The Law of The Sea: Impacts On The Conservation And Management Of Fisheries Resources Of Developing Coastal States – The Ghana Case Study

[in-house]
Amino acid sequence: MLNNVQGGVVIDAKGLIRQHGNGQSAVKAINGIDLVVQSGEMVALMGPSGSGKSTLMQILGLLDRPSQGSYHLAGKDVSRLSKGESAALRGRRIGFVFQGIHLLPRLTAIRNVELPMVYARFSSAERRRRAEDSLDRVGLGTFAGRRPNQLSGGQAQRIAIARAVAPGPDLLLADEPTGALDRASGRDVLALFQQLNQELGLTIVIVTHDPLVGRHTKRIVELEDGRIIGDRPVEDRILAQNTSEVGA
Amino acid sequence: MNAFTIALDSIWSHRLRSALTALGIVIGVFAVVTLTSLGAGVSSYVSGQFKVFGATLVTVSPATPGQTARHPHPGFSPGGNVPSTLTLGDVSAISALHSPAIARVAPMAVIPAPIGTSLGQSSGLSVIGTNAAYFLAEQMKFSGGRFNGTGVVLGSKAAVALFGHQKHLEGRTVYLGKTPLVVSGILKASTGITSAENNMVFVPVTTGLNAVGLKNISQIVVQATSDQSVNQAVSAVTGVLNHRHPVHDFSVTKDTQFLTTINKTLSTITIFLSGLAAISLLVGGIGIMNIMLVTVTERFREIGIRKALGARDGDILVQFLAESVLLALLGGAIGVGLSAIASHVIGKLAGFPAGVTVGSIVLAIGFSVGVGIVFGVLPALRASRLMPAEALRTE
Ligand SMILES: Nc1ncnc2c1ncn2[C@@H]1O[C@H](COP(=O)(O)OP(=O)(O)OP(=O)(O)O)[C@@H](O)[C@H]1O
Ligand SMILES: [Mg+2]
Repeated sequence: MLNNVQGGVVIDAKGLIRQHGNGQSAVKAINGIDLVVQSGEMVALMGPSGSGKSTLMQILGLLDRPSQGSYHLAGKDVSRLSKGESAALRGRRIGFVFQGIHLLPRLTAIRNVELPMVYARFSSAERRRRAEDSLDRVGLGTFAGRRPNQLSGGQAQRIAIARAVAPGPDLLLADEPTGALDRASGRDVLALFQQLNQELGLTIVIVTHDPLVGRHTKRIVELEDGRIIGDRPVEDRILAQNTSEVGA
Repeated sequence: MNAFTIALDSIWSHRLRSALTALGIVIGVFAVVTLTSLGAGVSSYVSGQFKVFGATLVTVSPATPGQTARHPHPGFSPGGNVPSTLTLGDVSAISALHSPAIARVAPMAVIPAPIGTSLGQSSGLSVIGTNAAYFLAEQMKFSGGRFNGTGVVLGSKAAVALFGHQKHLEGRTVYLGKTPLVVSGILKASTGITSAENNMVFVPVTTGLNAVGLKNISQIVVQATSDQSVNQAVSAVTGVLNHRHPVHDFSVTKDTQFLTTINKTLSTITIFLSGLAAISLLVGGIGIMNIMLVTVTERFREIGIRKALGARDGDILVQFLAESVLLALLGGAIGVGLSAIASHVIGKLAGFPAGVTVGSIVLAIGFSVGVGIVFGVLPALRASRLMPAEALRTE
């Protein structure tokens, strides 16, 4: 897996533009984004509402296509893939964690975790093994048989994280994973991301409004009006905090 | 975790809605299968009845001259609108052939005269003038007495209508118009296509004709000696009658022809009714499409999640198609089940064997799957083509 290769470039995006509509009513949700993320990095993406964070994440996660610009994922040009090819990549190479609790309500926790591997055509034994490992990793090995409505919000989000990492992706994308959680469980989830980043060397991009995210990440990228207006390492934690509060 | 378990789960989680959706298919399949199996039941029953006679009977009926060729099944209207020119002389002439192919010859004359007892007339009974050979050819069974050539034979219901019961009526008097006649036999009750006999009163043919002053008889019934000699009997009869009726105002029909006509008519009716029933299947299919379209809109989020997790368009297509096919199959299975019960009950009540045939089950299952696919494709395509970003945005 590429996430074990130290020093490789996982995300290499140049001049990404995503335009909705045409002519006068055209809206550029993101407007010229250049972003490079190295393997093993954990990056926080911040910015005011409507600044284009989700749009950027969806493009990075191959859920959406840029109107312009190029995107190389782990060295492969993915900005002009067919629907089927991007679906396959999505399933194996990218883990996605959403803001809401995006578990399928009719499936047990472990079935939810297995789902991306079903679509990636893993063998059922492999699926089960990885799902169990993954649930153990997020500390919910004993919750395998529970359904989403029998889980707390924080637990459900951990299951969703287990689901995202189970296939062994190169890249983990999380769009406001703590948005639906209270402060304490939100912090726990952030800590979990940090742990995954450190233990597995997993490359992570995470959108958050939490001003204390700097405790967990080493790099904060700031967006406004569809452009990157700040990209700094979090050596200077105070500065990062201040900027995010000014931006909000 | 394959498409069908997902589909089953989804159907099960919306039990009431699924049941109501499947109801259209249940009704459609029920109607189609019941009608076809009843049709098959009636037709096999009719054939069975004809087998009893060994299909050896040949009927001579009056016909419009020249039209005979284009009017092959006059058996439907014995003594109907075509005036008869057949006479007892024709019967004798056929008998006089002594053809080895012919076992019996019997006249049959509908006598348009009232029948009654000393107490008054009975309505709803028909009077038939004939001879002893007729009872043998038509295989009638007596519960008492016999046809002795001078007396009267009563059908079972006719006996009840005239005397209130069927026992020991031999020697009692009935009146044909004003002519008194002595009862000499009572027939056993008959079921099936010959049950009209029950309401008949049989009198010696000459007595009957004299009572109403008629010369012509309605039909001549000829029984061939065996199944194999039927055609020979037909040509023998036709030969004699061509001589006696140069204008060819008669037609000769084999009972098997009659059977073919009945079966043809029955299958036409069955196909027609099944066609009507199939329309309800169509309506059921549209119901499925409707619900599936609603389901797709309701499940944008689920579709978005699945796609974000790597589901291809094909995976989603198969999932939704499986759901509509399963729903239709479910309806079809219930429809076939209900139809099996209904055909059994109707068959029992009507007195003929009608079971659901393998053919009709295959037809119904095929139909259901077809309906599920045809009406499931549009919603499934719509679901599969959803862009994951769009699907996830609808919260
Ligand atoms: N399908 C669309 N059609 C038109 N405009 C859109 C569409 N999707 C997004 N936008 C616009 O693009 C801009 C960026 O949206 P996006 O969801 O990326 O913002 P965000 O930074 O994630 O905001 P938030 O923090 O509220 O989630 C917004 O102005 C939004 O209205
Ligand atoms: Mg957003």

During the early 1950s through to the late 1970s, Ghana was noted as a leading fishing nation in the West African sub-region, with her fishing fleets ranging as far as the coasts of Angola and Mauritania. Hence Ghana depends quite heavily on her coastal resources for food, human settlements and numerous other benefits. In fact the fisheries sector is known to provide a livelihood for aver 2 million Ghanaians living along the 538km stretch of Ghana’s coastline and further inland. There is currently a serious scarcity of fisheries resources, disputes over jurisdiction, inadequate conservation and management measures and a high influx of foreign fishing vessels in Ghanaian fishery waters, impacting heavily on the country’s ability to meet domestic demand, threatening fish food security and the livelihood of many Ghanaians, as well as the country’s economy. Thus, this research set out to examine the policies adopted by the Ghanaian fisheries administrators before and after the inception of the first Ministry of Fisheries with the objective of identifying the shortfalls that have led to the current state of fisheries in the country and suggesting solutions to them. An examination of Ghanaian fisheries laws (using the periods before and after Ghana’s ratification of UNCLOS as a reference point) revealed that there has been no comprehensive fisheries policy for the management of the sector to date, except one, which is currently in the development stages. This draft policy seems to provide a potentially sound framework though it exhibits shortcomings that include lack of time frames for achieving, and prioritization of policy objectives. Using some factors contributing to the current poor condition of the fisheries sector as a backdrop, it was recommended that prioritizing and time-framing policy objectives, as well as consideration of other factors stemming from funding, will contribute immensely towards developing a strong fisheries policy.